WASHINGTON (AP) -- The indictment of five Chinese military officials on cyber espionage charges will intensify friction between Beijing and Washington.
Those tensions have only been growing as China gets bolder in asserting its territorial claims in disputed waterways in East Asia.
That doesn't mean there will be a fracture in the U.S.-China relationship, which remains vital for both of the world powers.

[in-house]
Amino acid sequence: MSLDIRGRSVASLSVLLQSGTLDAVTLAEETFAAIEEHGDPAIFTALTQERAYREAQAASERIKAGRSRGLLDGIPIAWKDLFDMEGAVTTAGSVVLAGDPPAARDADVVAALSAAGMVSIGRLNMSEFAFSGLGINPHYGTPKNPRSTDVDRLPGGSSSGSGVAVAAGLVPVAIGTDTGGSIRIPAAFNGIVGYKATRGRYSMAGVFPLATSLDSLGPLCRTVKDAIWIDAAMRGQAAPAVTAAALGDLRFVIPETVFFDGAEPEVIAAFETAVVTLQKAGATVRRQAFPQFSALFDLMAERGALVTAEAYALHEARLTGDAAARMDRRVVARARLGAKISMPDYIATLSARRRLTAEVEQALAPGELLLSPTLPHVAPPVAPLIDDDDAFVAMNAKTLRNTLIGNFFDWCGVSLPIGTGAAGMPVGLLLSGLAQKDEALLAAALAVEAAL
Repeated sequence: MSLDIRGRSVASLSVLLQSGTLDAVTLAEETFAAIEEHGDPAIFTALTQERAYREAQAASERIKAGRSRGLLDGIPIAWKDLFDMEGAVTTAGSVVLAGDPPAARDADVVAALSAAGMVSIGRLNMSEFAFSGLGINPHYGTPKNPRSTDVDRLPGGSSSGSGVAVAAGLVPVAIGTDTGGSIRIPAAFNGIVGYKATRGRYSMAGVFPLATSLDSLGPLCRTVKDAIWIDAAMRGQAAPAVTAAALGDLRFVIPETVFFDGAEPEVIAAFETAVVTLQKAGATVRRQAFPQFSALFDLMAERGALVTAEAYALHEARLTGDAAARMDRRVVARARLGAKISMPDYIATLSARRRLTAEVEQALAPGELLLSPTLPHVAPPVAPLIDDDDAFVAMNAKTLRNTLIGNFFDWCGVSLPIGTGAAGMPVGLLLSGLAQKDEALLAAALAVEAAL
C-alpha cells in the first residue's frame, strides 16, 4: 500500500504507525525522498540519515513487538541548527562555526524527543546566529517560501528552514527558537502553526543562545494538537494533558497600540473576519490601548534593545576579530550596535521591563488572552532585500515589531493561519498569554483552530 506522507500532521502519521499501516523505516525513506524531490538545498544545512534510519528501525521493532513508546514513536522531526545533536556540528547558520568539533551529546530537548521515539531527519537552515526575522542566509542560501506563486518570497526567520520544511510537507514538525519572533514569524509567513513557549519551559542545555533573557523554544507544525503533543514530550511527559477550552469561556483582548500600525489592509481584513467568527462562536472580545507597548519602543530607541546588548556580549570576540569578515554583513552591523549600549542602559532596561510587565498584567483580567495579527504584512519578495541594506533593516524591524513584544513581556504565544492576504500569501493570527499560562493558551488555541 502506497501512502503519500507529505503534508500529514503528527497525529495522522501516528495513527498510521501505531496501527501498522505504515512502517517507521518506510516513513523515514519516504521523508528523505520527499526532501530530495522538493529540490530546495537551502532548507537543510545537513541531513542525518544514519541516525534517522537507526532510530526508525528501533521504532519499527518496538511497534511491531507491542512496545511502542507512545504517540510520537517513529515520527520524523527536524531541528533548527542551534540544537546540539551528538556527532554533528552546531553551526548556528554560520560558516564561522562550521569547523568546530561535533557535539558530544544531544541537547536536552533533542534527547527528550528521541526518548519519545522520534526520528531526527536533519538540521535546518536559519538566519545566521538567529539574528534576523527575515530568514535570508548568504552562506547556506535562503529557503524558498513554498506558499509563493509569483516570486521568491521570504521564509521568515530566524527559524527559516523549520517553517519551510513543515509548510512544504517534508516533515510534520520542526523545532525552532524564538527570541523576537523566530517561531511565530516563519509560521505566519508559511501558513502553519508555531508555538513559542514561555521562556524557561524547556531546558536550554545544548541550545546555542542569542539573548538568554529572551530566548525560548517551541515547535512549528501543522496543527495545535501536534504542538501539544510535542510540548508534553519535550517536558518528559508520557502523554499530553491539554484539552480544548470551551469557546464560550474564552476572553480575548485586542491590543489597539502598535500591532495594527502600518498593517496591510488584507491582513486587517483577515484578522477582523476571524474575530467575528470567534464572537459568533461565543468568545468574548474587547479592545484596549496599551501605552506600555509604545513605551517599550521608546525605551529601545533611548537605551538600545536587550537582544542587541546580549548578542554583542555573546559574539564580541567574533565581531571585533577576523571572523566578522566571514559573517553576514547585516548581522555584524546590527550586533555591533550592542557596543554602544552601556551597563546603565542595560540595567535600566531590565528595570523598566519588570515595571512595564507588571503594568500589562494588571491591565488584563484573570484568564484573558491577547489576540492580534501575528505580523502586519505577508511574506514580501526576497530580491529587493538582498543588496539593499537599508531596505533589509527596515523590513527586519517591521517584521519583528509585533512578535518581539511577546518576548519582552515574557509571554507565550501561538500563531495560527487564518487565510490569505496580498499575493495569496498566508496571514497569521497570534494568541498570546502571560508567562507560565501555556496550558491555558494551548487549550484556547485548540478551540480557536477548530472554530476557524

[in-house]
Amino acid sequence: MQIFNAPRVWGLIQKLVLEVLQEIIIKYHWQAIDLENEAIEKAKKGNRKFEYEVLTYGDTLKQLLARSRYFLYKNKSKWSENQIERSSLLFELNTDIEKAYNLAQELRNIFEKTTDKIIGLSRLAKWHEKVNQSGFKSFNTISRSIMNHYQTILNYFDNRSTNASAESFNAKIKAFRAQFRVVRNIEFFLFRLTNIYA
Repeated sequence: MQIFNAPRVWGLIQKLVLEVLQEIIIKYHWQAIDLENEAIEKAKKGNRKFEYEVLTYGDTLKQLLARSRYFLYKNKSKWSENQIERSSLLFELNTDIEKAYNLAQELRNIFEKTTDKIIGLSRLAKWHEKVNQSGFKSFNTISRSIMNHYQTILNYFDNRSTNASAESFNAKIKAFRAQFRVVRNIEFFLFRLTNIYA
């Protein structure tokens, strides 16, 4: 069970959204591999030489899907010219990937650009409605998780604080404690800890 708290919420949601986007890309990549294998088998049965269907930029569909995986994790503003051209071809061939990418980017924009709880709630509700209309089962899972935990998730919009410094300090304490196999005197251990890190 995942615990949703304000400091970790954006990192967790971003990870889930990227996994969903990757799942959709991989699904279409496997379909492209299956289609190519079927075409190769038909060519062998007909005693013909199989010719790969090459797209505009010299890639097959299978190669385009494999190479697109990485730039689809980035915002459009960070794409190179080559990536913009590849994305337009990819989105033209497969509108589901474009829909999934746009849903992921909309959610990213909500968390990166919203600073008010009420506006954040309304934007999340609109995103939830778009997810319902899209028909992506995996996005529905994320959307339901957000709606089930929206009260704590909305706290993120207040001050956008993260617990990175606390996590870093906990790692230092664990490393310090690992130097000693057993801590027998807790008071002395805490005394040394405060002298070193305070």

But it raises major doubts about the ability of the U.S. and China to manage their differences, less than a year after President Barack Obama and China's President Xi Jinping (shee jihn-peeng) met in California, hoping to set a positive tone for the relationship.
China reacted swiftly to the indictment announced Monday. It rejected the accusations as "ungrounded and absurd." It also pulled out of talks on cyber security.